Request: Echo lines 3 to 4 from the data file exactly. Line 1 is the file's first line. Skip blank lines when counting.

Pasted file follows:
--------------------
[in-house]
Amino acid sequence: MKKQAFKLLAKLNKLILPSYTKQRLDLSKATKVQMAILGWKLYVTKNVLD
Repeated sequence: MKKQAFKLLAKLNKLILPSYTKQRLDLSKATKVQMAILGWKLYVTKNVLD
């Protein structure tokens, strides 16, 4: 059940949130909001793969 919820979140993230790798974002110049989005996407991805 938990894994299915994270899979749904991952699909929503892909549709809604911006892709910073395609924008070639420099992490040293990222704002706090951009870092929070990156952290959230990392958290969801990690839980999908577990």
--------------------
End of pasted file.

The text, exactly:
Repeated sequence: MKKQAFKLLAKLNKLILPSYTKQRLDLSKATKVQMAILGWKLYVTKNVLD
């Protein structure tokens, strides 16, 4: 059940949130909001793969 919820979140993230790798974002110049989005996407991805 938990894994299915994270899979749904991952699909929503892909549709809604911006892709910073395609924008070639420099992490040293990222704002706090951009870092929070990156952290959230990392958290969801990690839980999908577990």